She also noted MV’s desire to use the defunct Transit TV system(the disabled displays only remain on a small minority of buses) to communicate with riders and offer advertising, thereby maximizing revenue opportunities. MV claimed that 80 percent of riders miss Transit TV. Bauman (and this author) strongly disagreed.

Stuck Buses

These buses are as stuck as the current bidding process appears to be. Photo by Jeramey Jannene.

Speaking from the position of having won the RFP process, she said MV will offer every union employee a job. Also, their proposal includes incentive payments for things like on-time performance, which they would share with drivers.

Perhaps the most interesting statement by Frenney-Wiggins is that MV doesn”t expect to generate much, if any, profit from their Milwaukee operation. They instead hope to use the Milwaukee deal to help them win more contracts elsewhere and thereby bolster their buying power, allowing them to reduce costs company wide.

At the end of their presentation, following a question from Bauman, the MV representative noted that it’s possible the company would hire the existing top MTS employees as employees of MV. Bauman said he was concerned about MV’s plan of bringing in Green Bay transit system manager Tom Wittig to manage the Milwaukee system because of his lack of big city experience.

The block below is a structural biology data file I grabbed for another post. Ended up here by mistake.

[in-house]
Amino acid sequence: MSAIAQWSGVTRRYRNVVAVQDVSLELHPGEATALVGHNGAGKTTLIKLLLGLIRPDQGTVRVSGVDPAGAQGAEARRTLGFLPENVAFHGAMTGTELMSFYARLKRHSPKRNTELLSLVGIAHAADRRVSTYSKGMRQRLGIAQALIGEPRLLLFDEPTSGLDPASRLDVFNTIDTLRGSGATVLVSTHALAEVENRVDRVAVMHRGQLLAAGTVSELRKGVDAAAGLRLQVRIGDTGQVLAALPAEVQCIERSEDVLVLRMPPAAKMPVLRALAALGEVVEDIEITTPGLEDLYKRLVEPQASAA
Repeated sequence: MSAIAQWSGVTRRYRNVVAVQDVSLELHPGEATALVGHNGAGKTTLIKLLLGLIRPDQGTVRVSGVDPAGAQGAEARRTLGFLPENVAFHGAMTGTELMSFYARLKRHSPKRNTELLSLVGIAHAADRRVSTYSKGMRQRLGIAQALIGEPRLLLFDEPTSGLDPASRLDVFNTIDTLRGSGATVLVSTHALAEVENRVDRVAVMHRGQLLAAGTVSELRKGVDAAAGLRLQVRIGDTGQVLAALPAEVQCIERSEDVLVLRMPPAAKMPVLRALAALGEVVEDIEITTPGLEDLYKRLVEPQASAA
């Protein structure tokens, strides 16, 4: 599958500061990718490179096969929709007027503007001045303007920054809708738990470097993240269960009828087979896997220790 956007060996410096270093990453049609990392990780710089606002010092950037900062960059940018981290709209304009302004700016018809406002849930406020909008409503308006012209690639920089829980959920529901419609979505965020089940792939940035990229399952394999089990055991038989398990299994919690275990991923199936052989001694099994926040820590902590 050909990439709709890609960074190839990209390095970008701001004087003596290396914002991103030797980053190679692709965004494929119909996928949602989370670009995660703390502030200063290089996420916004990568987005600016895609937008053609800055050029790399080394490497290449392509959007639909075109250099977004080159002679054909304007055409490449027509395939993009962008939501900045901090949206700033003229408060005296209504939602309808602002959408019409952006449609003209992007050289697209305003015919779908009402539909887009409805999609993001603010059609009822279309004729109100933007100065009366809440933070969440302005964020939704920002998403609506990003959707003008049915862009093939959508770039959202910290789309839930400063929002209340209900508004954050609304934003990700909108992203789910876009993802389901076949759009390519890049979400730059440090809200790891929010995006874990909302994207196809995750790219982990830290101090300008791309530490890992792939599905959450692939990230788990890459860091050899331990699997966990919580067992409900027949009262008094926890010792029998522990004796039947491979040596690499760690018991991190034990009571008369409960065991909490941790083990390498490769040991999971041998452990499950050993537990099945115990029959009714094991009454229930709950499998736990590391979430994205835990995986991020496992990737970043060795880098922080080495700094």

For both firms, the Milwaukee County Transit System would be their largest fixed-route transit system. Both mentioned their buying power as large transit operators (each with annual revenues in excess of $1 billion, Veolia being the largest by a couple hundred million) that could yield efficiencies. They also stressed their strategy of using the appropriate buses on the appropriate routes, something that MCTS has moved away from by standardizing their fleet.

Both firms also stressed their desire to use their own real-time information software, something MCTS is already working to implement.

What’s Next?

The logical next step in the process is for the lawsuits regarding the process to play out in court. The County Board also formed a months delayed appeal committee following inquiries by Urban Milwaukee Editor Bruce Murphy. The latest Milwaukee County budget also includes a provision to explore making the transit system completely publicly operated. Due to the ongoing litigation and appeals, MCTS will continue to be operated by MTS through 2014.

How does it end? Your guess is as good as mine. In brief, it’s a mess and things didn’t get any clearer today.